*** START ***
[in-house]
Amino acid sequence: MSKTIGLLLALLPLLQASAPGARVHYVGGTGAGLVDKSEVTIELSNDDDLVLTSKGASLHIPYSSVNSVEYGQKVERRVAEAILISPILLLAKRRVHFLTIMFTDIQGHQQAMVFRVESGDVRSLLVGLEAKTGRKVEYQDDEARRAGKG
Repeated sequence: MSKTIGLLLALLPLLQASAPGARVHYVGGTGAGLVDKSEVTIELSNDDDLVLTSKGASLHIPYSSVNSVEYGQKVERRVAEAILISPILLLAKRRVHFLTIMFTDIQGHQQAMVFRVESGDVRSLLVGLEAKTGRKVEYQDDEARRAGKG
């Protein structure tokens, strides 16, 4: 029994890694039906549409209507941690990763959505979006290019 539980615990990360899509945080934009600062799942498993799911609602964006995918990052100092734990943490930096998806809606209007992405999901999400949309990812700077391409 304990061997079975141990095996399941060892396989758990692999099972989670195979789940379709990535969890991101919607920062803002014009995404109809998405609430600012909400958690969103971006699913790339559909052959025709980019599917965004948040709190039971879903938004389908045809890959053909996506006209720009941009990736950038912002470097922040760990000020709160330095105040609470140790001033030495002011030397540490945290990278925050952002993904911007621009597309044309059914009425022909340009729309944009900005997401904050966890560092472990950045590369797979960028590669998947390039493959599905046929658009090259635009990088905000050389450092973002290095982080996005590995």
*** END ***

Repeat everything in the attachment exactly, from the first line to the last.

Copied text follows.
[in-house]
Amino acid sequence: MSKTIGLLLALLPLLQASAPGARVHYVGGTGAGLVDKSEVTIELSNDDDLVLTSKGASLHIPYSSVNSVEYGQKVERRVAEAILISPILLLAKRRVHFLTIMFTDIQGHQQAMVFRVESGDVRSLLVGLEAKTGRKVEYQDDEARRAGKG
Repeated sequence: MSKTIGLLLALLPLLQASAPGARVHYVGGTGAGLVDKSEVTIELSNDDDLVLTSKGASLHIPYSSVNSVEYGQKVERRVAEAILISPILLLAKRRVHFLTIMFTDIQGHQQAMVFRVESGDVRSLLVGLEAKTGRKVEYQDDEARRAGKG
């Protein structure tokens, strides 16, 4: 029994890694039906549409209507941690990763959505979006290019 539980615990990360899509945080934009600062799942498993799911609602964006995918990052100092734990943490930096998806809606209007992405999901999400949309990812700077391409 304990061997079975141990095996399941060892396989758990692999099972989670195979789940379709990535969890991101919607920062803002014009995404109809998405609430600012909400958690969103971006699913790339559909052959025709980019599917965004948040709190039971879903938004389908045809890959053909996506006209720009941009990736950038912002470097922040760990000020709160330095105040609470140790001033030495002011030397540490945290990278925050952002993904911007621009597309044309059914009425022909340009729309944009900005997401904050966890560092472990950045590369797979960028590669998947390039493959599905046929658009090259635009990088905000050389450092973002290095982080996005590995």